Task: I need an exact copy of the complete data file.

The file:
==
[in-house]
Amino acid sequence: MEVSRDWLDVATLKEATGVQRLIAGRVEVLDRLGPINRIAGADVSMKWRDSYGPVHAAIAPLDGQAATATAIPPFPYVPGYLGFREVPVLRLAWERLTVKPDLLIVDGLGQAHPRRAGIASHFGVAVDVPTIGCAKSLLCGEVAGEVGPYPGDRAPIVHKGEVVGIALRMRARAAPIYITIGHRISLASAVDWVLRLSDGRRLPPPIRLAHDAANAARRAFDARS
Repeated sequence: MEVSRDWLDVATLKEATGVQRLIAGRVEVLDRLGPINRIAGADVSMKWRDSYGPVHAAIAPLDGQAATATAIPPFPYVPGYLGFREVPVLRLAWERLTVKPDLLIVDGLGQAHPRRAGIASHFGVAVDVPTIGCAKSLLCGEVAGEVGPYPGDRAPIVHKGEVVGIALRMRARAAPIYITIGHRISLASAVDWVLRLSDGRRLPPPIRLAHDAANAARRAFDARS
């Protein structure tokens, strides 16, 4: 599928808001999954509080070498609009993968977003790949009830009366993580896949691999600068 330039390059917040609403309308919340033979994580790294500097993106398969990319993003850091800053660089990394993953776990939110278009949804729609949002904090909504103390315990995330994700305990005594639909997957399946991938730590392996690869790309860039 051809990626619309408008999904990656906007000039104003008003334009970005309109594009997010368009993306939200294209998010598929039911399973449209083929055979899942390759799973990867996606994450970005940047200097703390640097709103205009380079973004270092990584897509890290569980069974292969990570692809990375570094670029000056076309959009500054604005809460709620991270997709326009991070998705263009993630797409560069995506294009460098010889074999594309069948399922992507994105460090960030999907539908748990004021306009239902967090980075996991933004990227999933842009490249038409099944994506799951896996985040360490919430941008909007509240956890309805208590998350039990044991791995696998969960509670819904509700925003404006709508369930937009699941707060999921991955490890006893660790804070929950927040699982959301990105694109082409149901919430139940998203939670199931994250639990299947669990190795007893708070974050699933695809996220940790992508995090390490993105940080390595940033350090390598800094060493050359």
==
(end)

[in-house]
Amino acid sequence: MEVSRDWLDVATLKEATGVQRLIAGRVEVLDRLGPINRIAGADVSMKWRDSYGPVHAAIAPLDGQAATATAIPPFPYVPGYLGFREVPVLRLAWERLTVKPDLLIVDGLGQAHPRRAGIASHFGVAVDVPTIGCAKSLLCGEVAGEVGPYPGDRAPIVHKGEVVGIALRMRARAAPIYITIGHRISLASAVDWVLRLSDGRRLPPPIRLAHDAANAARRAFDARS
Repeated sequence: MEVSRDWLDVATLKEATGVQRLIAGRVEVLDRLGPINRIAGADVSMKWRDSYGPVHAAIAPLDGQAATATAIPPFPYVPGYLGFREVPVLRLAWERLTVKPDLLIVDGLGQAHPRRAGIASHFGVAVDVPTIGCAKSLLCGEVAGEVGPYPGDRAPIVHKGEVVGIALRMRARAAPIYITIGHRISLASAVDWVLRLSDGRRLPPPIRLAHDAANAARRAFDARS
């Protein structure tokens, strides 16, 4: 599928808001999954509080070498609009993968977003790949009830009366993580896949691999600068 330039390059917040609403309308919340033979994580790294500097993106398969990319993003850091800053660089990394993953776990939110278009949804729609949002904090909504103390315990995330994700305990005594639909997957399946991938730590392996690869790309860039 051809990626619309408008999904990656906007000039104003008003334009970005309109594009997010368009993306939200294209998010598929039911399973449209083929055979899942390759799973990867996606994450970005940047200097703390640097709103205009380079973004270092990584897509890290569980069974292969990570692809990375570094670029000056076309959009500054604005809460709620991270997709326009991070998705263009993630797409560069995506294009460098010889074999594309069948399922992507994105460090960030999907539908748990004021306009239902967090980075996991933004990227999933842009490249038409099944994506799951896996985040360490919430941008909007509240956890309805208590998350039990044991791995696998969960509670819904509700925003404006709508369930937009699941707060999921991955490890006893660790804070929950927040699982959301990105694109082409149901919430139940998203939670199931994250639990299947669990190795007893708070974050699933695809996220940790992508995090390490993105940080390595940033350090390598800094060493050359």